Now I’m thinking something is wrong. So I call technical support. I’ll give them kudos here…I didn’t wait long…only about 2 minutes until I was speaking with a person. This person politely informs me that I can’t use one of my many “suite” or “studio” licenses to upgrade a single application. I find this silly and express my opinion as I go on to explain that I’ve invested thousands with Adobe (and Macromedia) and think it’s unfair. I understand that their suites offer a bundled discount and can appreciate why they don’t allow you to upgrade the applications individually - but I explain gruffly that it seems ludicrous that I can’t utilize one of my prior “studio” bundles from Macromedia for the upgrade. These existed before Adobe bought Macromedia, and really have no value to most anymore. That, and I’d appreciate some latitude since I’ve bought/upgraded CS1, CS2, CS3. My reasoning and pleas have no effect. Strike two.
I angrily hang up the phone, frustrated beyond belief. So I calm down and attempt an online chat with sales support. Needless to say this goes no better. Again and again, they simply explain I can’t upgrade a single app based upon a suite. OK…I succumb and realize I’m not getting anywhere. So I end my chat and telephone support. Because now that I’ve accepted I have to purchase the full application, I’ve gone online to my account to “return my purchase” that I made no more than 45 minutes ago…but I’m having a new problem.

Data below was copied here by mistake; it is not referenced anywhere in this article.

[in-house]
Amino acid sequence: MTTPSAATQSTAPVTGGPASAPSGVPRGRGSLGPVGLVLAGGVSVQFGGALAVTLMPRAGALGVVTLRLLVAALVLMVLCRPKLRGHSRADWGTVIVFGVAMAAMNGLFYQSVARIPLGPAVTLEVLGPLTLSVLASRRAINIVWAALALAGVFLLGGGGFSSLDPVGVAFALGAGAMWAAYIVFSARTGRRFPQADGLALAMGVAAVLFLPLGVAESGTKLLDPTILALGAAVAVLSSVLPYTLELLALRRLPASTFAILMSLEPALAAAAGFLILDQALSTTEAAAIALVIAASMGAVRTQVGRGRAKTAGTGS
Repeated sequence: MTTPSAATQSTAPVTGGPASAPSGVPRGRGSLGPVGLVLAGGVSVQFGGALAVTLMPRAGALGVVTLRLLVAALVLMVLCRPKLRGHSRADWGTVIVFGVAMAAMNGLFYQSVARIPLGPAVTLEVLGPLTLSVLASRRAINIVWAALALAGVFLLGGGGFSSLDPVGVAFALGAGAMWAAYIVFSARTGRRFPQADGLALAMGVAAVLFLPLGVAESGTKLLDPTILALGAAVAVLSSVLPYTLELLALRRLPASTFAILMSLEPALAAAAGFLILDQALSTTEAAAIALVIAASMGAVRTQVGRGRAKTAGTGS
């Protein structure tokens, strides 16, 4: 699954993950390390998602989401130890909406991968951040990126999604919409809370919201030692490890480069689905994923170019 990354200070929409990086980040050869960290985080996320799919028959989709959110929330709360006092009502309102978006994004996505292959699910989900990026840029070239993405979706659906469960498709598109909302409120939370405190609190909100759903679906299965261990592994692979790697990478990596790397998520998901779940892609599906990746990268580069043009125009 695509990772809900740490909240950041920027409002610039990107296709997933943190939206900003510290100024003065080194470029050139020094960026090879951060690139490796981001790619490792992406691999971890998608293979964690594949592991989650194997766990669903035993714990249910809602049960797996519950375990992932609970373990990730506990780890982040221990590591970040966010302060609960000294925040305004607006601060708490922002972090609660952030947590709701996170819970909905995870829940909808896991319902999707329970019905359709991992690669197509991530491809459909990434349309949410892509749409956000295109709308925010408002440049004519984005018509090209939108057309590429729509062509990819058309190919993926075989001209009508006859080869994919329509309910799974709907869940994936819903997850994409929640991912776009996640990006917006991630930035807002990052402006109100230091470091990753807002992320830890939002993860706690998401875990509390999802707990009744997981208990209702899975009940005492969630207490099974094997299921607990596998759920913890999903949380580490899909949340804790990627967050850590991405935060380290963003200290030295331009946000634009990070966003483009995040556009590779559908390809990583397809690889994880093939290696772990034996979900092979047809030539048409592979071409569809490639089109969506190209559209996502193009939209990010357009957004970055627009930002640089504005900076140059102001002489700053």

I can’t return it yet. Why? Because they haven’t charged me yet. And here’s where it gets very bad. A large technology company ñ a leader in their industry ñ can’t simply cancel an order until after they’ve charged my credit card? That’s absurd! So I offer another option. OK…let me pay the difference and either change the serial number to work with the full application or send me a new serial number? Nope. Can’t do that either. In fact, they can’t do anything until after my credit card is charged. I tell them I don’t want my credit card charged. The long and short answer…too bad. Strike three.